Nagel writes: “Our own experience provides the basic material for imagination, whose range is therefore limited. It will not help to try to imagine that one has webbing on one’s arms, which enables one to fly around at dusk and dawn catching insects in one’s mouth; that one has very poor vision, and perceives the surrounding world be a system of reflected high-frequency sound signals; and that one spends the day hanging upside down by one’s feet in an attic. In so far as I can imagine this…it tells me only what it would be like for me to behave as a bat behaves. But…I want to know what it is like for a bat to be a bat.”Why doesn’t the fact that I can imagine having webbed wings, or catching bugs, or having poor eyesight etc., help me imagine what it would like to be a bat? What’s the difference between imagining, on the one hand, what it is like to behave like a bat, and on the other, what it is like for a bat to be a bat?Do you think Nagel’s argument “proves too much”? That is to say, can I imagine what it would be like to be a different person? Why or why not?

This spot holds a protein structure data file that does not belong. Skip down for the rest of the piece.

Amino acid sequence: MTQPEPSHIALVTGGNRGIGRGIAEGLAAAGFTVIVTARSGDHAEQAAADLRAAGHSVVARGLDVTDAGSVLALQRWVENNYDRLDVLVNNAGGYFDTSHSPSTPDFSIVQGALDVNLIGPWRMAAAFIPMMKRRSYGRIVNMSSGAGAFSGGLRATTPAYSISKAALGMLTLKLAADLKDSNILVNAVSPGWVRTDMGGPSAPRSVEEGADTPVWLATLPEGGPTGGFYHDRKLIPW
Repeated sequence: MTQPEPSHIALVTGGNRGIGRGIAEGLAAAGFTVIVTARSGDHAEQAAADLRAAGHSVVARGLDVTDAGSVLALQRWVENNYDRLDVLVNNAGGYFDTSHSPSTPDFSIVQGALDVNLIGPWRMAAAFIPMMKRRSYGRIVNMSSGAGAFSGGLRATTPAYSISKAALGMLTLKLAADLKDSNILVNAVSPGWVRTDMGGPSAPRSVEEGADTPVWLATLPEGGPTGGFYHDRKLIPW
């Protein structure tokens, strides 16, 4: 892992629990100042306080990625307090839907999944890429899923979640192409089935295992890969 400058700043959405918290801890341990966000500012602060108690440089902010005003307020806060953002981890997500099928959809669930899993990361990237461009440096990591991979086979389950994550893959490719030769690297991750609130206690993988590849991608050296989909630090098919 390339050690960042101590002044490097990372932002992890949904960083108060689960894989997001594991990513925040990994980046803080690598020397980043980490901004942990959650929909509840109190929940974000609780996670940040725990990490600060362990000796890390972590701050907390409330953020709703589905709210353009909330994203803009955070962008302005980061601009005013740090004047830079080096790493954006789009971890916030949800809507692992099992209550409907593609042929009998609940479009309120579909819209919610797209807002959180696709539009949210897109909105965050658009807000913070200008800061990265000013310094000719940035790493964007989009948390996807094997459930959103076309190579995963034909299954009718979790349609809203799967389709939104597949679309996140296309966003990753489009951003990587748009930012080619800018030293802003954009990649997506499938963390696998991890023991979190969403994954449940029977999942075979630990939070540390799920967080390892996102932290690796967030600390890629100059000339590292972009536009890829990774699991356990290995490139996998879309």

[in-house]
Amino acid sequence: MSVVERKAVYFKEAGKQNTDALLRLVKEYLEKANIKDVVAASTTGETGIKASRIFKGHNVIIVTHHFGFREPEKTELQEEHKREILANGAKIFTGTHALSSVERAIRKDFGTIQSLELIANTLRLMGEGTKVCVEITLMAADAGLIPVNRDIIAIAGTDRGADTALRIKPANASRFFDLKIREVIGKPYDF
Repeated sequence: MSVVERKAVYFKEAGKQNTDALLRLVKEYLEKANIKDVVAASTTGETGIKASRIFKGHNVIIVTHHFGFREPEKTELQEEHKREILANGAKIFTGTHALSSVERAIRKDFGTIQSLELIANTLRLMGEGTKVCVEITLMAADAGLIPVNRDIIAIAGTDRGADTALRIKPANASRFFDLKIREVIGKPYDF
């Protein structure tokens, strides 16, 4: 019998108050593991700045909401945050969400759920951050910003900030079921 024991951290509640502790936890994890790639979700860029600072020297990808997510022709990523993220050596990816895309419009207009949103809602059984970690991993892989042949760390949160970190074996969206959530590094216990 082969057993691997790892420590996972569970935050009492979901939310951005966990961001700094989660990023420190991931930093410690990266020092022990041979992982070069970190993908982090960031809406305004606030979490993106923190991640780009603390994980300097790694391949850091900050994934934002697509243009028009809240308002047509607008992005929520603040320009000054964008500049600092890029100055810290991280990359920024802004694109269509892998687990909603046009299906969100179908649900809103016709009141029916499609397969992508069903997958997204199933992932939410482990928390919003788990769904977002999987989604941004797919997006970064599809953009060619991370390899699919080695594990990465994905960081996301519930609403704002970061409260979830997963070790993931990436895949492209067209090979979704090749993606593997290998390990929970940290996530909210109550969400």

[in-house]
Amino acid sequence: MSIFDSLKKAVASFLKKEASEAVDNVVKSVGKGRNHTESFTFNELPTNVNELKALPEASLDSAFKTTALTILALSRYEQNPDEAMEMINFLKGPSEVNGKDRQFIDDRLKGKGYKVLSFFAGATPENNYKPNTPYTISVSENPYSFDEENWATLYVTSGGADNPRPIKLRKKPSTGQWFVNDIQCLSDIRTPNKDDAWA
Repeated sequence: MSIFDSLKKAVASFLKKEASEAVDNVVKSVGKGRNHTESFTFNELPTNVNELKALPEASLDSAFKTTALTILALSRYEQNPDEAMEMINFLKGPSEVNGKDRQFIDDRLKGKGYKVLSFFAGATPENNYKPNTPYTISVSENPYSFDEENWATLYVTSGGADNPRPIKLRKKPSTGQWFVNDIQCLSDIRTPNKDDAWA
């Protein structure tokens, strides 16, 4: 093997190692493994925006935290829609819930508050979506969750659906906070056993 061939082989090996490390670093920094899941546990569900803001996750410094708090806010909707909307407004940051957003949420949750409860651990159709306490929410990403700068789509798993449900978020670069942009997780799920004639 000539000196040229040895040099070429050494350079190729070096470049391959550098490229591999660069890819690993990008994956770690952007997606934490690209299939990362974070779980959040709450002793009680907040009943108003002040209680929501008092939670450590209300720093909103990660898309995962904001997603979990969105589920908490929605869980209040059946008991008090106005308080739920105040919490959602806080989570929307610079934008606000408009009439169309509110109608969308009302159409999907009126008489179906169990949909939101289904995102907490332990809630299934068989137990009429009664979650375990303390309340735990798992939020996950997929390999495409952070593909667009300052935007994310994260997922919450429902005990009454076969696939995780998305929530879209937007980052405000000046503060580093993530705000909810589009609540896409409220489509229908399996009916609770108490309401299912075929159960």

- Explain and describe the lives of the young men in Crips and Bloods.
- Is its current strategy sufficient for the future?
- What model of treatment do you think is most appropriate for Tom, given the information you have?
- Write an essay (with introduction and conclusion) answering: How do you think a company in Canada can protect itself from the risks of currency?
- Identify the types of web pages and websites that teachers develop and use in your school or local school district.